Separating the tracks out like this certainly makes the listening experience a little easier, and by the end of it, there’s undoubtedly a feeling that you’ve encountered a fairly decent cross-section of Chicago’s producers. There are the worthy: Stones Throw affiliate Maker for example, the ascendent: Chance the Rapper beatsmith Nate Fox; Mulatto Beats (who produced for FACT fave Lucki Eck$) or Vic Mensa collaborator Papi Beats, and newcomers such as ZenZan, Green Sllime and production trio OnGaud.

Highlights come thick and fast, from Sartorious’s perpetually stoned ‘Bluegum Trees in Bloom (ZzZzzzzZzZ)’ and Joseph Chilliams’ Dhalsim-sampling ‘SUAVAMENTE’ to Roman Flowrs’ DJ Rashad tribute ‘King Rashad (Never Letting Go)’ and Sani’s excellent ‘Glow’. Those of you dying for a taste of what the jazzier side of 2014 hip-hop sounds like right now – here’s you fix, it should keep you going for a while.


If you follow this column closely you’ll probably notice that it wasn’t even a month ago that Sizzle (aka Southside, of Atlanta production outfit 808 Mafia) released his last mixtape Free Agent. When that dropped we were surprised that Sizzle, who’s already notorious for his influential beatmaking, could actually hold his own on the mic.

This latest drop continues the theme – he’s an adequate rapper, but it’s still the beats that hold the tape together. One particular high point however finds him tangling with an uncredited rapper (who sounds suspiciously like Lil Silk associate Chilly Chills), who adds much-needed flavor to ‘Fuckery’ with his characteristic sing-song style. It’s a light moment of respite, and a reminder that nudging a bit left-of-center is crucial if you want to stand a couple steps ahead of the noise.


Dallas veteran Big Hud borrows from across the Southern hip-hop landscape — from Houston to Atlanta to New Orleans and beyond — and crafts syrupy rap that’s ready for the street, the strip club or Sunday afternoon. There are 20 tracks here, and Hud runs the gamut while having a ton of fun along the way ( rhyming “Pocahantas” and “Rihanna” for a living sounds fun).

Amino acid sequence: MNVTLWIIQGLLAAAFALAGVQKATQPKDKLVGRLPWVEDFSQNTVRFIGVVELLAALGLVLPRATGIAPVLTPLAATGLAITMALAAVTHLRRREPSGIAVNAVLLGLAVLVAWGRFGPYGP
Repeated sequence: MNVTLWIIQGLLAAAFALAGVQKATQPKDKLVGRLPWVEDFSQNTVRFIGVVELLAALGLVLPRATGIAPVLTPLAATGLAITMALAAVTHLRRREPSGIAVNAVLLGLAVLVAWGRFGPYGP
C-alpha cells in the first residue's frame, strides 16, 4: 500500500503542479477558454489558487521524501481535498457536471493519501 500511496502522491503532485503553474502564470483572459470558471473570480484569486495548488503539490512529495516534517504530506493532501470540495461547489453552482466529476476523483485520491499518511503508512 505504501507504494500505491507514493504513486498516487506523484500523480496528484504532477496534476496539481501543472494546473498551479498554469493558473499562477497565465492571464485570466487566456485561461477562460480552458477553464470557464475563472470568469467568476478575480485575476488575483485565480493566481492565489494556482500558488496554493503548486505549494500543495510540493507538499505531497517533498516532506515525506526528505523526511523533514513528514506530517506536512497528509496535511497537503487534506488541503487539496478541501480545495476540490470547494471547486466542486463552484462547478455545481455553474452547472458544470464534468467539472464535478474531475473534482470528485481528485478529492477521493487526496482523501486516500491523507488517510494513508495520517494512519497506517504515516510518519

There are soulful, country rap wood-grain grippers (‘1999′,’You What Money Look Like’, ‘Thats What We Do This For’); slowed-down trap rap (‘Pull Up On Ya’); BeatKing-styled gangsta-stripper-music (‘The Booty Club’); and funk-in-the-sun soundtrackers (‘Sunday Funday’, ‘Summertime Ish’). There’s even West Coast ratchet, thanks to appearance by Too Short and Bay Area partner-in-crime Beeda Weeda, confirming what DJ Mustard’s snap-meets-hyphy hits have proven: the South and the West go together like peas and carrots.


It’s good news for fans of instrumental Chicago hip-hop this week, as not only did Mishka drop an absolute boatload of beats on us with the bumper W2NDCH2LL tape, but Sani (who contributed one of that tape’s highlights) has shared a 21-track tape of his own. It’s cracking stuff too, and easily varied enough to bear up to repeat listens.

The primary influence appears to be MF Doom, which is no bad thing – soul samples are chopped to shred and splattered in-between beats so dusty they should come with a gratis pack of Claritin D. Occasionally though, Sani goes off piste a little, and allows the weird psychedelia of Madlib or even Boards of Canada to seep in – just skip over to ‘Headband’ and tell me that couldn’t have been an unheard demo from the Hi Scores sessions?